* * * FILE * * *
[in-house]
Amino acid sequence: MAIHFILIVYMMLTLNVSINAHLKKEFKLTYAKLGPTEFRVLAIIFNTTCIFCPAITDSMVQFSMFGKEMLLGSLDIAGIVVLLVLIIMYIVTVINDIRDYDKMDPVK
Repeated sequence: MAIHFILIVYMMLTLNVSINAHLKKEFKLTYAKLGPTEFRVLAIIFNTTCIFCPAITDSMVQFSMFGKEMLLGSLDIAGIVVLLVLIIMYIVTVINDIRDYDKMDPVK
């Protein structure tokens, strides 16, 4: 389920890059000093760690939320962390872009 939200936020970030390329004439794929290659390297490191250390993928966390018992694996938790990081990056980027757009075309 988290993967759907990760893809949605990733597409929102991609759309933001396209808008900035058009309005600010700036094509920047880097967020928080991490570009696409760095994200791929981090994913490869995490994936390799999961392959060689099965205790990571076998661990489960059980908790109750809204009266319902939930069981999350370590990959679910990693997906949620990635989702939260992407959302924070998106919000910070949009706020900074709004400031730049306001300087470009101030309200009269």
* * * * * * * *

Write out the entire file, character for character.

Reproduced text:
[in-house]
Amino acid sequence: MAIHFILIVYMMLTLNVSINAHLKKEFKLTYAKLGPTEFRVLAIIFNTTCIFCPAITDSMVQFSMFGKEMLLGSLDIAGIVVLLVLIIMYIVTVINDIRDYDKMDPVK
Repeated sequence: MAIHFILIVYMMLTLNVSINAHLKKEFKLTYAKLGPTEFRVLAIIFNTTCIFCPAITDSMVQFSMFGKEMLLGSLDIAGIVVLLVLIIMYIVTVINDIRDYDKMDPVK
């Protein structure tokens, strides 16, 4: 389920890059000093760690939320962390872009 939200936020970030390329004439794929290659390297490191250390993928966390018992694996938790990081990056980027757009075309 988290993967759907990760893809949605990733597409929102991609759309933001396209808008900035058009309005600010700036094509920047880097967020928080991490570009696409760095994200791929981090994913490869995490994936390799999961392959060689099965205790990571076998661990489960059980908790109750809204009266319902939930069981999350370590990959679910990693997906949620990635989702939260992407959302924070998106919000910070949009706020900074709004400031730049306001300087470009101030309200009269």